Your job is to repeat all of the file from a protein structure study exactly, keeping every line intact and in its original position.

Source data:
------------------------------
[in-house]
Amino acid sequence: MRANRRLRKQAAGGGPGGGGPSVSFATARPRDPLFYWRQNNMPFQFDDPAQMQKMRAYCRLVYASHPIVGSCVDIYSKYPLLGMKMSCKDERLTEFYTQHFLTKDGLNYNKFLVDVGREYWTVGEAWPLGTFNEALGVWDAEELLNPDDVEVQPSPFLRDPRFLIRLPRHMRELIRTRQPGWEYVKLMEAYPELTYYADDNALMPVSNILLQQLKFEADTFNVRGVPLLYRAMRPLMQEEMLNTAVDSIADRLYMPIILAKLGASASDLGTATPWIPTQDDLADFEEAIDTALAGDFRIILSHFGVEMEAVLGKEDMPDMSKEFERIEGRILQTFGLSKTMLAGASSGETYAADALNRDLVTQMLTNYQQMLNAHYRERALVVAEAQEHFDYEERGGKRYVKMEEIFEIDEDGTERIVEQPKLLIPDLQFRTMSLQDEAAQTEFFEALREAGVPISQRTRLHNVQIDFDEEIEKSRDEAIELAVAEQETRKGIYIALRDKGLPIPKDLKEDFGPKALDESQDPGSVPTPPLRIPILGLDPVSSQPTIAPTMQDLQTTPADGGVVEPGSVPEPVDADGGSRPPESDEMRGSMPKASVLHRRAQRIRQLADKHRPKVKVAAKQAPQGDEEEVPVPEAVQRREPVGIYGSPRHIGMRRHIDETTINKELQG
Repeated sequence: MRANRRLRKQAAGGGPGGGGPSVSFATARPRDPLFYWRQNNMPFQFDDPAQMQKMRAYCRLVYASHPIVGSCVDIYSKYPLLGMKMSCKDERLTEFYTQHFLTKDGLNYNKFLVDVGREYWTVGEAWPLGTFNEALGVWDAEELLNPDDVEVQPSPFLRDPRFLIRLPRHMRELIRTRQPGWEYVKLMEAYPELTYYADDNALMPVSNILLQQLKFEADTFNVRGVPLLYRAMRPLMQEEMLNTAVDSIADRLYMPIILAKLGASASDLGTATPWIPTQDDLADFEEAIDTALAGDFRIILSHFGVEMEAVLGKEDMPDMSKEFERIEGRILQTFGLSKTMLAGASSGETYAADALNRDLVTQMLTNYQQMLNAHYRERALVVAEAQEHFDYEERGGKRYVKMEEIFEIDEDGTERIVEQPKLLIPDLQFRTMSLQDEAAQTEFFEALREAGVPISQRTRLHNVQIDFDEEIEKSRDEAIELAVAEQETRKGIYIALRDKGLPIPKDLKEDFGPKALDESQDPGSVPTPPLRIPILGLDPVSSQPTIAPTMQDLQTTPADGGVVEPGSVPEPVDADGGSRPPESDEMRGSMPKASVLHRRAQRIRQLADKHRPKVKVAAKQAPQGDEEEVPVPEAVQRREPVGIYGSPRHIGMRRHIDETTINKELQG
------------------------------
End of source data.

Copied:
[in-house]
Amino acid sequence: MRANRRLRKQAAGGGPGGGGPSVSFATARPRDPLFYWRQNNMPFQFDDPAQMQKMRAYCRLVYASHPIVGSCVDIYSKYPLLGMKMSCKDERLTEFYTQHFLTKDGLNYNKFLVDVGREYWTVGEAWPLGTFNEALGVWDAEELLNPDDVEVQPSPFLRDPRFLIRLPRHMRELIRTRQPGWEYVKLMEAYPELTYYADDNALMPVSNILLQQLKFEADTFNVRGVPLLYRAMRPLMQEEMLNTAVDSIADRLYMPIILAKLGASASDLGTATPWIPTQDDLADFEEAIDTALAGDFRIILSHFGVEMEAVLGKEDMPDMSKEFERIEGRILQTFGLSKTMLAGASSGETYAADALNRDLVTQMLTNYQQMLNAHYRERALVVAEAQEHFDYEERGGKRYVKMEEIFEIDEDGTERIVEQPKLLIPDLQFRTMSLQDEAAQTEFFEALREAGVPISQRTRLHNVQIDFDEEIEKSRDEAIELAVAEQETRKGIYIALRDKGLPIPKDLKEDFGPKALDESQDPGSVPTPPLRIPILGLDPVSSQPTIAPTMQDLQTTPADGGVVEPGSVPEPVDADGGSRPPESDEMRGSMPKASVLHRRAQRIRQLADKHRPKVKVAAKQAPQGDEEEVPVPEAVQRREPVGIYGSPRHIGMRRHIDETTINKELQG
Repeated sequence: MRANRRLRKQAAGGGPGGGGPSVSFATARPRDPLFYWRQNNMPFQFDDPAQMQKMRAYCRLVYASHPIVGSCVDIYSKYPLLGMKMSCKDERLTEFYTQHFLTKDGLNYNKFLVDVGREYWTVGEAWPLGTFNEALGVWDAEELLNPDDVEVQPSPFLRDPRFLIRLPRHMRELIRTRQPGWEYVKLMEAYPELTYYADDNALMPVSNILLQQLKFEADTFNVRGVPLLYRAMRPLMQEEMLNTAVDSIADRLYMPIILAKLGASASDLGTATPWIPTQDDLADFEEAIDTALAGDFRIILSHFGVEMEAVLGKEDMPDMSKEFERIEGRILQTFGLSKTMLAGASSGETYAADALNRDLVTQMLTNYQQMLNAHYRERALVVAEAQEHFDYEERGGKRYVKMEEIFEIDEDGTERIVEQPKLLIPDLQFRTMSLQDEAAQTEFFEALREAGVPISQRTRLHNVQIDFDEEIEKSRDEAIELAVAEQETRKGIYIALRDKGLPIPKDLKEDFGPKALDESQDPGSVPTPPLRIPILGLDPVSSQPTIAPTMQDLQTTPADGGVVEPGSVPEPVDADGGSRPPESDEMRGSMPKASVLHRRAQRIRQLADKHRPKVKVAAKQAPQGDEEEVPVPEAVQRREPVGIYGSPRHIGMRRHIDETTINKELQG